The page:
Feature Article

January 20, 2014

Alternative Mobile Operating Systems - Today the Clarion Call of Failure Sounds Loudly

Is it ok for us to say, "Told you so!" today? We think it is.

Over the last 18 months or so, we've covered ongoing announcements, pronouncements, hopes, desires and for the most part "daydreams and fantasies" of those among us who truly believe there is still room for yet another one, two, three or more mobile operating systems in our slice of what are no doubt infinite parallel universes. It would be quite amusing to wake up one day and find ourselves in an alternate universe where iOS and Android do not exist or where they've ended up as marginalized minor has-been operating systems in a world owned by, say, a Tizen or Canonical's Ubuntu Touch mobile OS or Firefox Mobile.

Perhaps this would be a world far more advanced than the one we know, but we somehow doubt it. A more advanced world would be one where we didn't need operating systems at all and where our devices would be made up of nothing more than air that can be transformed into whatever sorts of devices and functions we might need. And of course transporters would be real as well. But we digress - back to our own world and the mobile operating systems we do need.

Those would be iOS, Android and (eventually) Windows Phone. OK, by default we have to add BlackBerry OS 10 here today, but tomorrow we will be able to take it off the list as well.

We've steadfastly maintained over the last 18 months that the world does not need any more mobile operating systems. Even in those cases where a Samsung might hope to be able to untie itself from Android it makes no sense to us to try and create yet another platform on which to build mobile devices - or any other devices for that matter.

In many cases this cadre of alternative mobile operating systems has hoped to manifest itself in low-end devices or in third-world scenarios where driving costs down to nearly zero might prove essential to meet competitive market demands. We believe it is a fool's errand. Part of that fool's errand has included the likes of MeeGo, LiMo amd Samsung's very marginally successful low-end platform, otherwise known as Bada. MeeGo, by way of the old Nokia, had a lot of help from Intel, but that makes no difference what so ever - that and ten cents still only gets you ten cents.

We haven't as of yet speculated about how wearable technology might change the course of human events as it relates to any of these alternative mobile operating systems. It is possible that wearable technology may prove a unique environment over time to help these platforms find real uses. But these are thoughts for another day.

Tizen's Dream-Shaker

Here are a few articles of the articles we've written on the subject of mobile operating system alternatives:

We don't try to be overly harsh in our assessments, but we do try to underscore that, in the end, these are all efforts that will be doomed to fail. And lo and behold, we are now beginning to hear that this will likely prove to be the case.

The first true dream-shaker has to be Japan’s NTT DoCoMo. The company had thought to try and deliver some Tizen-based devices in a country where Apple rules the roost. We don't know what they were thinking, and perhaps Apple's iPhone 5c may have something to do with the newly revised thinking, but DoCoMo has now made it clear that there will be no Tizen launches any time soon - at least not this year. We will go ahead and predict that this will become a permanent DoCoMo directive.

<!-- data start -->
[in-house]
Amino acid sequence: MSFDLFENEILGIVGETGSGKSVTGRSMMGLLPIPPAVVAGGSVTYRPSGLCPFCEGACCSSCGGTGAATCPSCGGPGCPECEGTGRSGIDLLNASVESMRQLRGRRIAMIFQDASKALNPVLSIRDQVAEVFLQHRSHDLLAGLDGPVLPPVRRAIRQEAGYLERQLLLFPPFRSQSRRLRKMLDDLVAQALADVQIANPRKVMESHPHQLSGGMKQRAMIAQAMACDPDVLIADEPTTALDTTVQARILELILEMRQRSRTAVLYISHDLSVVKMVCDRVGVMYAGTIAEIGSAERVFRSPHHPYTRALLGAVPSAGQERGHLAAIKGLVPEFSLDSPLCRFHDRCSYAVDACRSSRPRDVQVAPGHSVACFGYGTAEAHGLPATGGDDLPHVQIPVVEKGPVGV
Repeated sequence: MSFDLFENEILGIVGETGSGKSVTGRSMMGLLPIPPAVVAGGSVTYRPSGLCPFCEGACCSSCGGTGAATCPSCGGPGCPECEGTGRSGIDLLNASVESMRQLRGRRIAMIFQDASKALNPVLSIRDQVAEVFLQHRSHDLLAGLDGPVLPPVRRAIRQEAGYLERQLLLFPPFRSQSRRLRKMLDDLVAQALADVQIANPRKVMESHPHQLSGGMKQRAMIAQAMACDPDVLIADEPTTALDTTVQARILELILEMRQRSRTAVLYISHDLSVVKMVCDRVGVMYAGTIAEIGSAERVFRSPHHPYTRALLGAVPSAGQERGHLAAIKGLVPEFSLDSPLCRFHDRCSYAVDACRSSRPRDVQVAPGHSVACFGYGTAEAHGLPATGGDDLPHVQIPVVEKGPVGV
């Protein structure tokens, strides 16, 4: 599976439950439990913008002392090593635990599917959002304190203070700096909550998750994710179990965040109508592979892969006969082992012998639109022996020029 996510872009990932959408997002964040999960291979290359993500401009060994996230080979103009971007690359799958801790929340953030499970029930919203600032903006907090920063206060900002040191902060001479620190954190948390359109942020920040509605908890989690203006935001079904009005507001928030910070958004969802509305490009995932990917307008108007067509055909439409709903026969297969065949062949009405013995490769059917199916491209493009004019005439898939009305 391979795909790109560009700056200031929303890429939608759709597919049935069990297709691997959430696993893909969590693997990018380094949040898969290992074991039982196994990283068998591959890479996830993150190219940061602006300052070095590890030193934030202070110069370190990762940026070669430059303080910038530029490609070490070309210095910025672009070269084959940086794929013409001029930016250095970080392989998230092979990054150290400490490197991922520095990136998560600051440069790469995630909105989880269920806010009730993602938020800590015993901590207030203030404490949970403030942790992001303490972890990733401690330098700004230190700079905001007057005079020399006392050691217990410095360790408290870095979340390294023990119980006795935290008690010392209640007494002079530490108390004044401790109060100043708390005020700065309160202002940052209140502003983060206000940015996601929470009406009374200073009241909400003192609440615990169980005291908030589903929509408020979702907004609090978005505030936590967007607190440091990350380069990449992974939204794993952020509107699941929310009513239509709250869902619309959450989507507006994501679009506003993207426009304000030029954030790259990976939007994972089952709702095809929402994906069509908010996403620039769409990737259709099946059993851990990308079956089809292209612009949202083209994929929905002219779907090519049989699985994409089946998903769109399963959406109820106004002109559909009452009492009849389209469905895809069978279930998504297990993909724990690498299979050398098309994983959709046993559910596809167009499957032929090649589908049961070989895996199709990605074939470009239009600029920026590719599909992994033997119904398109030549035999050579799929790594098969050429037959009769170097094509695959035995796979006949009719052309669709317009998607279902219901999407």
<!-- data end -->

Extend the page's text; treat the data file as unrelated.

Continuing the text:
Samsung, of course, remains Tizen’s real underwriter. It has put the OS in use in its NX300M smart camera, but really - that is not a reality relative to smart mobile devices. The DoCoMo pullout essentially shelves any reality at all for Tizen. Samsung may continue to hope it can pull off a Tizen revolution - and use Tizen to deliver and unleash a slew of magical and amazing mobile software the likes of which the world has never seen. Hyperbole? Hardly - Samsung's CEO truly believes that software is where Samsung's future is to be found. No doubt it will, but don't expect Samsung to cut its Android ties any time in the next decade.

Ubuntu's Unreality

Next, we're all gung-ho for open source software, and of course Canonical and Ubuntu are part of that bandwagon. But the truth of the matter is that open source does not really translate to low cost - especially when it comes to support services, where open source players try to make their money (leaving aside special versions of their software that oftentimes magically morph into pay to play).

Ubuntu Touch is of course based on the very old and very familiar desktop Linux distribution. Ubuntu has tried to add an interesting "sophisticated" twist (we think of it much more as a gimmick ourselves) to the mobile OS. When it runs on a smartphone or tablet it appears to the user as a normal mobile OS. Ah, but should a user connect a monitor and keyboard Ubuntu Touch suddenly morphs into the desktop version.

Who other than a diehard Linux geek can really appreciate such a thing? Is there really a market for it that would lead to sustainable revenue and a growing business? Yes - but you would, again, need to find that alternate universe. Ubuntu and Canonical have gone through various marketing approaches to get some legs under Touch, including a crowd-funding effort. These efforts have been well-documented and it isn't our goal to rehash them here.

The bottom line is that the true believers believed there would be some credible smartphones from credible vendors in the field already, but that is not happening, nor is there any reason to believe it will happen in 2014 - or 2015 for that matter.

Ubuntu, Tizen Firefox…it all remains a very nice dream for alternate universes.





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